This second post in the ClrMD series details the basics of parsing the CLR heaps. The associated code checks string duplicates as sample.
Part 1: Bootstrapping ClrMD to load a dump.
From ClrRuntime to ClrHeap or how to traverse the managed heap
In the previous post, we have boostrapped the code needed to load a memory dump and get an instance of ClrRuntime. This type is the starting point for accessing the content of a managed process with ClrMD:
Most of the memory and heap management is well described in the ClrMD documentation, you are able to:
- list the application domains with AppDomains,
- dig into the memory regions with EnumerateMemoryRegions,
- access the managed heap with GetHeap
As shown in the ClrMD samples, the ClrHeap type helps you traversing the managed memory:
Before doing any heap exploration with ClrHeap, you need to ensure that the process was not in the middle of a garbage collection when the dump was taken. This can be done by checking CanWalkHeap:
Then, you can start browsing the objects in memory with the following code:
As you can see, each reference to an object is enumerated as an ulong address. This address is then used to get the type of the corresponding instance via GetObjectType, and the object itself is “marshalled” in our tool via GetValue. Note that the GetObjectType method might return null in some memory corruption scenario (as commented in the ClrMD samples) so don’t forget to check it in your own code. This kind of simple loop is not really efficient in term of performance when you are dealing with multi-GB dump files. Unfortunately, as the rest of the post explains, sometimes, you don’t have a choice.
How duplicated are your strings?
Internally at Criteo, we are always trying to improve the performance of the code that runs in production. Lately, one of the leads to limit the memory consumption was to leverage the interning feature of strings. Since string instances are immutable (i.e. once created, you can’t change their value), The idea is to ask the CLR to keep a single instance of each repeated string in an internal cache. Then, this instance can be shared whenever a string would be duplicated, thus saving memory. This would be especially efficient if an object model is stored as a dictionary where the keys and most of the string fields of the value data share the same values: even if millions of items are stored, their fields points to the very few different hundreds of strings.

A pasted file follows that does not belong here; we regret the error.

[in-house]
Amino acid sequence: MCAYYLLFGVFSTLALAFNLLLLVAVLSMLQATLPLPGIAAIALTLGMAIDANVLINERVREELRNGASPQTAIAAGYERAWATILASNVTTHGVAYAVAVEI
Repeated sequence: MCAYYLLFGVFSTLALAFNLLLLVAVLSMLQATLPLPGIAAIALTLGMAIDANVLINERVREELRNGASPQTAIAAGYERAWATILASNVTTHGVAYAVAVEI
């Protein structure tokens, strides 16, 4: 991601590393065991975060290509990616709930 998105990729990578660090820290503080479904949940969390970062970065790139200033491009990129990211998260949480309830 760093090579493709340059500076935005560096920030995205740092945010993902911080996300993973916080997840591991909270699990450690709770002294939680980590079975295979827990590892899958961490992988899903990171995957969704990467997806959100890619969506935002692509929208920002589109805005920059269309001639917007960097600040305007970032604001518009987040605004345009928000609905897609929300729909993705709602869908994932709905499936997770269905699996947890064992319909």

But before starting any major refactoring, it is mandatory to have metrics about the current status and being able to measure the possible gains. In that context, it would be interesting to get a summary of which strings are the most repeated with their corresponding size in memory: something close to !sos.dumpheap -stat.
The code to achieve this goal is simple and straightforward from the loop previously listed: you just have to check if the type is System.String and count every different value in a dictionary.
The formatting of the results is also simple. The strings are sorted by the size in bytes of all duplicated instances (hence the x2 multiplier factor because a character is UTF-16 encoded on 2 bytes):
Note that a minCountThreshold parameter is used here as a minimum number of instances of the same string to avoid listing strings not so duplicated in memory. For a better formatting, the \r\n are transformed into “##” so each string stays on one line. Here is the result for a simple sample app:
The gain would be less than a MB here…
In this example, we let ClrMD transparently marshal the strings instances from the dump address space into our tool. However, sometimes, you need to directly and explicitly access the value of type fields. This will be the subject of the next post where we describe how to list the timers running in a process.
Post written by:
Staff Software Engineer, R&D.
Senior Software Engineer
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